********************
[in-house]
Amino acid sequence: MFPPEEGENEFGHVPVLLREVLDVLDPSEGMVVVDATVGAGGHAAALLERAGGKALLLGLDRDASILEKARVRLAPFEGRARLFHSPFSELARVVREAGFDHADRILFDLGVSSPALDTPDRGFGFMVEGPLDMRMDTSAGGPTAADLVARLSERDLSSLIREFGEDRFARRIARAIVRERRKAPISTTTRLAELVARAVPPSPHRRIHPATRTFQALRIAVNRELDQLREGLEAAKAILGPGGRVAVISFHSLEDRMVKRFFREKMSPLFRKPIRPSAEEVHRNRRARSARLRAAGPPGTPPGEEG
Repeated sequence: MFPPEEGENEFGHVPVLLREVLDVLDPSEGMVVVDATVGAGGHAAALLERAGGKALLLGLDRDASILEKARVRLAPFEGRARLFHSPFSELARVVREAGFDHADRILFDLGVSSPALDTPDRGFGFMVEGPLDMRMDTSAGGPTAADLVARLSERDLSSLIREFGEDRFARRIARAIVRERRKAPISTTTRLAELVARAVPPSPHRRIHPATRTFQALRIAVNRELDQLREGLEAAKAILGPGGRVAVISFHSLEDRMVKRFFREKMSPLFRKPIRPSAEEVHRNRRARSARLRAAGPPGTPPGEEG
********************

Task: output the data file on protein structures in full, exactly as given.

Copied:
[in-house]
Amino acid sequence: MFPPEEGENEFGHVPVLLREVLDVLDPSEGMVVVDATVGAGGHAAALLERAGGKALLLGLDRDASILEKARVRLAPFEGRARLFHSPFSELARVVREAGFDHADRILFDLGVSSPALDTPDRGFGFMVEGPLDMRMDTSAGGPTAADLVARLSERDLSSLIREFGEDRFARRIARAIVRERRKAPISTTTRLAELVARAVPPSPHRRIHPATRTFQALRIAVNRELDQLREGLEAAKAILGPGGRVAVISFHSLEDRMVKRFFREKMSPLFRKPIRPSAEEVHRNRRARSARLRAAGPPGTPPGEEG
Repeated sequence: MFPPEEGENEFGHVPVLLREVLDVLDPSEGMVVVDATVGAGGHAAALLERAGGKALLLGLDRDASILEKARVRLAPFEGRARLFHSPFSELARVVREAGFDHADRILFDLGVSSPALDTPDRGFGFMVEGPLDMRMDTSAGGPTAADLVARLSERDLSSLIREFGEDRFARRIARAIVRERRKAPISTTTRLAELVARAVPPSPHRRIHPATRTFQALRIAVNRELDQLREGLEAAKAILGPGGRVAVISFHSLEDRMVKRFFREKMSPLFRKPIRPSAEEVHRNRRARSARLRAAGPPGTPPGEEG